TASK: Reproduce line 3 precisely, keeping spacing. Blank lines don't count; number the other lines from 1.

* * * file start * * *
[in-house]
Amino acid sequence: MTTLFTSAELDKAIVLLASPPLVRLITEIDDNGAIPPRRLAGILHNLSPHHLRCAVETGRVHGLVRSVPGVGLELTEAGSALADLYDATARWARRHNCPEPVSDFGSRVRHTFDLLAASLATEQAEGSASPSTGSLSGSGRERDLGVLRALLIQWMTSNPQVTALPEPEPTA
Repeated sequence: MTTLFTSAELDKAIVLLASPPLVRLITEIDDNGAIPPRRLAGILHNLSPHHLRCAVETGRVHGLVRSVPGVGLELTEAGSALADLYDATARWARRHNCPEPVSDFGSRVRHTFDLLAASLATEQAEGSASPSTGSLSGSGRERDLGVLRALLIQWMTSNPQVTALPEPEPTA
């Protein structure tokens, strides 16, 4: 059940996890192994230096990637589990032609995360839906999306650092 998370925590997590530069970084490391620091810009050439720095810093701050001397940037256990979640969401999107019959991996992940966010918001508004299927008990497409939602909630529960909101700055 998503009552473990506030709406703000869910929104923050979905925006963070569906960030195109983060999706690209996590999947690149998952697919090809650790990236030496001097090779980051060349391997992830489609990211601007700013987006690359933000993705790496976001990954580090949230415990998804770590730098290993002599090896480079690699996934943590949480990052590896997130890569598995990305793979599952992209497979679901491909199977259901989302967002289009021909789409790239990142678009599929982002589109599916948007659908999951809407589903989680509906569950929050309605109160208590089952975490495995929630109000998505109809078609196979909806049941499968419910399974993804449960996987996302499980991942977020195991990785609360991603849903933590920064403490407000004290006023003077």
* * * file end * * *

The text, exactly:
Repeated sequence: MTTLFTSAELDKAIVLLASPPLVRLITEIDDNGAIPPRRLAGILHNLSPHHLRCAVETGRVHGLVRSVPGVGLELTEAGSALADLYDATARWARRHNCPEPVSDFGSRVRHTFDLLAASLATEQAEGSASPSTGSLSGSGRERDLGVLRALLIQWMTSNPQVTALPEPEPTA